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EDITORIAL: OUR VIEW: A strong statewide anti-smoking policy makes sense from not only a health angle, but from a fiscally conservative perspective as well 

Jump to full article: Birmingham (AL) News, 2011-03-27
Author: Birmingham News editorial board


It's too bad passing a strong statewide smoking policy isn't part of the Republican Party's Handshake with Alabama.

As part of their strategy for taking control of the Legislature, Republicans put together the handshake, a platform of priorities they'd tackle once they were in charge. . . .

If these GOP lawmakers truly are the fiscal conservatives they claim to be, they should also enthusiastically adopt the bill by state Rep. Mary Sue McClurkin, R-Indian Springs, to end smoking in almost every public place statewide.

The why is easy: Last year, a national study on smoking showed that Alabama's economy suffers $5.6 billion a year in direct costs because of smoking, including more than $1 billion in lost workplace productivity and $1.7 billion in direct medical expenditures.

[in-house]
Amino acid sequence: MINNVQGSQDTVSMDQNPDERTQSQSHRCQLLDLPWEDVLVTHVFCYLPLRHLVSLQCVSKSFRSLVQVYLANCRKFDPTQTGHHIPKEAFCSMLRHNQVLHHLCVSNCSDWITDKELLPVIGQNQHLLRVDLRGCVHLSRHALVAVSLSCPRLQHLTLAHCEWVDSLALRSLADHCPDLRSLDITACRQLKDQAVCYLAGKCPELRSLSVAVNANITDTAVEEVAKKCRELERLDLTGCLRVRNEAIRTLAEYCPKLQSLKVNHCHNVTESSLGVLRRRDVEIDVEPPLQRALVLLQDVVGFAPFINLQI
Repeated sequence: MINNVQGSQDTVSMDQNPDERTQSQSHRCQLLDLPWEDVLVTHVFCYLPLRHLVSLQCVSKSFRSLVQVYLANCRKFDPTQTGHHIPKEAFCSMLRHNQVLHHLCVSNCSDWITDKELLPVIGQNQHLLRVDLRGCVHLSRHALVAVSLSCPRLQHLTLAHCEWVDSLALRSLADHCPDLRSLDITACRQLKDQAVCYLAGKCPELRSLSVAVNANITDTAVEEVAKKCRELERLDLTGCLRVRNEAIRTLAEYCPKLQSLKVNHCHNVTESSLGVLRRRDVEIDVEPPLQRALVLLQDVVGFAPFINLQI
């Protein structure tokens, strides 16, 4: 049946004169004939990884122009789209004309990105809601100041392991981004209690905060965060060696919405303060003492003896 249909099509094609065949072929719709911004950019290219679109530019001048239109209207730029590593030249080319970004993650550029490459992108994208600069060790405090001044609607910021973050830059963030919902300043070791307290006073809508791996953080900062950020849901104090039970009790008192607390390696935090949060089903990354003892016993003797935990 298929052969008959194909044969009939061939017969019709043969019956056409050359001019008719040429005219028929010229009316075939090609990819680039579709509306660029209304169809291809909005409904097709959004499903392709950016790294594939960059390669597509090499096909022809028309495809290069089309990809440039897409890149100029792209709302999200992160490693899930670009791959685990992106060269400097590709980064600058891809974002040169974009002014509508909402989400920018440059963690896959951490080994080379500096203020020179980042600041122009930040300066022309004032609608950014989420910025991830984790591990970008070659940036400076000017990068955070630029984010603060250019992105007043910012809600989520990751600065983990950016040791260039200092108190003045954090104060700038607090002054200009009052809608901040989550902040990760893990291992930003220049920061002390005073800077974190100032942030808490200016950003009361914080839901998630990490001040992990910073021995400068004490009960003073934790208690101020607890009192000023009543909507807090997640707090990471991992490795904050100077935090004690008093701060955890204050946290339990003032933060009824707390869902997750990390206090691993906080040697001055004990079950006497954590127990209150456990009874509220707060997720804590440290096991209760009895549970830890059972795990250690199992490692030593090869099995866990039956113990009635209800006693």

These are real costs. While McClurkin's bill doesn't outlaw smoking, it does protect nonsmokers from secondhand smoke, and studies confirm that thousands of Alabamians die or are made ill by secondhand smoke every year.

Yes, it would be great if lawmakers were moved to act because they have compassion for their fellow Alabamians, but this is the Legislature we're talking about. . . .

On regulating smoking, the Legislature should go for the touchdown. That would be a bill like McClurkin's. Banning smoking in bars, restaurants and even enclosed places in private clubs doesn't just protect customers in those places; as important as anything, such restrictions protect servers and other employees, who often have no choice but to work in a smoky environment.

Meanwhile, the cost of smoking to the state is steep. A Penn State University study released in 2010 shows nearly $125 million a year is spent by Alabamians in nursing homes directly as a result of smoking. Alabamians also spend $842 million a year on drugs directly as a result of smoking.

A bill like McClurkin's would curb some of those expenses. That would be worthy of the Republicans' Handshake with Alabama.

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